Zhang Ming, PhD, Director in the international investment research office of the Institute of World Economy and Politics, Chinese Academy of Social Sciences (CASS), Beijing
A version of this article was originally published in the Business Standard as ‘How China can resist devaluation pressure’, 29 July 2017. This is part of a series by Chinese economists facilitated by the ICS.
In July 2005, People’s Bank of China announced it was implementing a managed floating exchange rate system based on market principles and with reference to a basket of currencies.
From the end of June 2005 to the end of July 2015, RMB exchange rate against the US dollar rose to 6.12 from the previous 8.28, appreciating by about 26% (Figure 1). The RMB nominal effective exchange rate (NEER) and real effective exchange rate (REER) indices appreciated by 48% and 57% respectively over the same period (Figure 2).
That the appreciation of the REER of RMB exceeded its NEER indicates that the inflation level in China during this period was higher than the global average. Continue reading “How Can China Deal with Pressure to Devalue the Renminbi?”
Jayan Jose Thomas, PhD, Associate Professor of Economics, Indian Institute of Technology Delhi and Member, Planning Board, State Government of Kerala
A version of this article was originally published in Chinese as ‘印度不确定的人口红利’ [Yindu bu queding de renkou hongli], Diyi Caijing, 10 July 2017. This is part of a series by Indian scholars in China’s top business affairs news portal facilitated by the ICS. The English version follows below the Chinese text.
对印度政策制定者来说的另一个重大挑战，是为新进入劳动力市场的印度人创造就业机会。事实上，大部分年轻劳动力的增长将来自印度最贫穷的地区，主要包括北方邦和比哈尔邦在内的北部和东部地区。 Continue reading “India’s Uncertain Demographic Dividend”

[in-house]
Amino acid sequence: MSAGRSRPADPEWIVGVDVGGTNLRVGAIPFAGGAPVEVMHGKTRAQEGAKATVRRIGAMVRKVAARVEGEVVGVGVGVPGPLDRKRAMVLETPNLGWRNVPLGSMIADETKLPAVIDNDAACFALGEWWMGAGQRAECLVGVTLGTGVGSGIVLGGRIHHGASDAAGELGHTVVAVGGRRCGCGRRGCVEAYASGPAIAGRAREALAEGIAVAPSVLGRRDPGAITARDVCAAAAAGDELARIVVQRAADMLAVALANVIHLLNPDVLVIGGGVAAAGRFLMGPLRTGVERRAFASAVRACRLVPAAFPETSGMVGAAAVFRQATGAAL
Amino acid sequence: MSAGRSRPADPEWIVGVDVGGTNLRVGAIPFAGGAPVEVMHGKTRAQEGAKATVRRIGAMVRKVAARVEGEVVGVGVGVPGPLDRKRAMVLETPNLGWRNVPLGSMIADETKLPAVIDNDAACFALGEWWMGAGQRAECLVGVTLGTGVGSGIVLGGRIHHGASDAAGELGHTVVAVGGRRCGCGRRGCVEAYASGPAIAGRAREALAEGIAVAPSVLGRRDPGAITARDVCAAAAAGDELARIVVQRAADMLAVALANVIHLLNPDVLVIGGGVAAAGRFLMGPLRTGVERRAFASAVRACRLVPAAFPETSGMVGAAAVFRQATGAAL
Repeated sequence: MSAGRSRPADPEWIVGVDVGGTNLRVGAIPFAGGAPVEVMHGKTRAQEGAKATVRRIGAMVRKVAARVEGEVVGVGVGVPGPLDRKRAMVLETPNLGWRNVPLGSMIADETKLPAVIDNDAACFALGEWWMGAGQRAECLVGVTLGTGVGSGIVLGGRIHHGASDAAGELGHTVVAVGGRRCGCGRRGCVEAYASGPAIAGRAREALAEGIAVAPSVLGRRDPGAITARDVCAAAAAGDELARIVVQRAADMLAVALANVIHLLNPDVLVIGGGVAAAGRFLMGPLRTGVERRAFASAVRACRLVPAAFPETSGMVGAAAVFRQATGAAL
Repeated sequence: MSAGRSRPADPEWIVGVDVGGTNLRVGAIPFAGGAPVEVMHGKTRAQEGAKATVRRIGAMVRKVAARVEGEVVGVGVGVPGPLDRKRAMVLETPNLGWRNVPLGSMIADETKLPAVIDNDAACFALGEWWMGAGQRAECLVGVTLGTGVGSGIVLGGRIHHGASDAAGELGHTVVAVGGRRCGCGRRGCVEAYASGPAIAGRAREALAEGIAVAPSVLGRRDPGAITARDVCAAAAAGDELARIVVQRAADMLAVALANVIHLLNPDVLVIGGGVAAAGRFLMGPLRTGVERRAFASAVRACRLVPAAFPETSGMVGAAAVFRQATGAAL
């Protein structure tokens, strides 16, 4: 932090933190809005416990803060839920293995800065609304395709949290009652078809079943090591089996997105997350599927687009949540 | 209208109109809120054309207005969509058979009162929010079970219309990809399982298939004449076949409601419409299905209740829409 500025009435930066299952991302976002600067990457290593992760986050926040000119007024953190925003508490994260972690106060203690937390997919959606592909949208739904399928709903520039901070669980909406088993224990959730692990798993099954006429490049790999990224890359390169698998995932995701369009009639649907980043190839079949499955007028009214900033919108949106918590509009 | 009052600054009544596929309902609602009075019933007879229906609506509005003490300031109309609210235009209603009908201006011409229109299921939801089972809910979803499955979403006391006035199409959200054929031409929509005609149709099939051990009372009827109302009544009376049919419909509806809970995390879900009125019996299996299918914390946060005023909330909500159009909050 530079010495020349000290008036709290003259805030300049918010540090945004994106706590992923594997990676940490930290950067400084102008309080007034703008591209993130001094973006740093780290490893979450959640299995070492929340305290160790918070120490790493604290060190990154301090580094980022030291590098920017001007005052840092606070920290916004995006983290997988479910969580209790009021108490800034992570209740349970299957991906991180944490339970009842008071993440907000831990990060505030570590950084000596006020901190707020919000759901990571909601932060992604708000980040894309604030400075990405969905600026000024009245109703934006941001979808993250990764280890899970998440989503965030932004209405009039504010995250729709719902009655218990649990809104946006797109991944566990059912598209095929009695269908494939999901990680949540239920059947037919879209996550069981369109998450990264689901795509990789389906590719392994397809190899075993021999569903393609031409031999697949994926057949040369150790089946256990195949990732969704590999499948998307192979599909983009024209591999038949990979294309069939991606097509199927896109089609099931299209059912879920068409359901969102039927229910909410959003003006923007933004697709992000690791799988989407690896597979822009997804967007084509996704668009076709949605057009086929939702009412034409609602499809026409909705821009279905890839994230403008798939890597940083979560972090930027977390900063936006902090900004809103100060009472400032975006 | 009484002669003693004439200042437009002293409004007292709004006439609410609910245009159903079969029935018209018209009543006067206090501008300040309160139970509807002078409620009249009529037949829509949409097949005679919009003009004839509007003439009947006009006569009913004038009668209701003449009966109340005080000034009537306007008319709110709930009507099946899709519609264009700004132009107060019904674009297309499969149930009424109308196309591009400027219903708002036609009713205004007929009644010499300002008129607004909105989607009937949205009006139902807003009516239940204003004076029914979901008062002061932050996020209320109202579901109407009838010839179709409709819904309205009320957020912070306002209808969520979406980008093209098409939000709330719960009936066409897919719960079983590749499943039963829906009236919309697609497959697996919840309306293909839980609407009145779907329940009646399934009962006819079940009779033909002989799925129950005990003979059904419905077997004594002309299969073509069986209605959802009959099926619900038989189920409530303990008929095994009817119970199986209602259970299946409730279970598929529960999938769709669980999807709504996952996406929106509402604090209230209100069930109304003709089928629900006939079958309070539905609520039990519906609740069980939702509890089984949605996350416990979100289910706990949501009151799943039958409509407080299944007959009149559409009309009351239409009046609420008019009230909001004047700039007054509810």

Shruthi Anup Kumar, Research Intern, ICS
The field of artificial intelligence or AI encompasses a number of possibilities. Ranging from autonomous driving systems and language interpretation to facial recognition and military weapons, AI comprises not only the development of a robot that can move, think and talk like a human being but also includes smart programmes that are built to overcome our shortcomings and make the job easier for a human being.
In 2015, China’s central government launched the ‘Made in China 2025’ policy, whereby the shift in focus from mass producing factory goods to developing high tech manufactured products by the year 2025 was announced. The effect of this policy was especially felt in the AI sector which is expected to grow from an industry of 23.9 billion Yuan (as of 2016) to 38 billion Yuan by the year 2018. Continue reading “Artificial Intelligence and China’s Future”
Amitava Banik, BE (E&C), PGDM (Insurance Business)
China has for some time now been holding a position of technological significance in the world. It is a great success story for a country that is still counted among the world’s developing nations. Memories of the time it had been associated with inferior quality products have all but vanished. China has not only been extremely successful in making its products the “new normal” all over the world, but with its investments in cutting edge technologies, infrastructure and skilled manpower, it has started to edge into the hi-tech zone.
It is generally accepted that countries develop in successive stages from an agricultural economy to industrial manufacturing and then to a service-based economy. All major world economies have traversed this path. The transformation in India on the contrary, has been from the agrarian economy to a service economy, virtually jumping over the manufacturing stage. One of the primary reasons put forward by economists for this bypassing of the manufacturing stage in India, is the lack of progress of primary education in the country. Continue reading “China’s Technological Success in Manufacturing”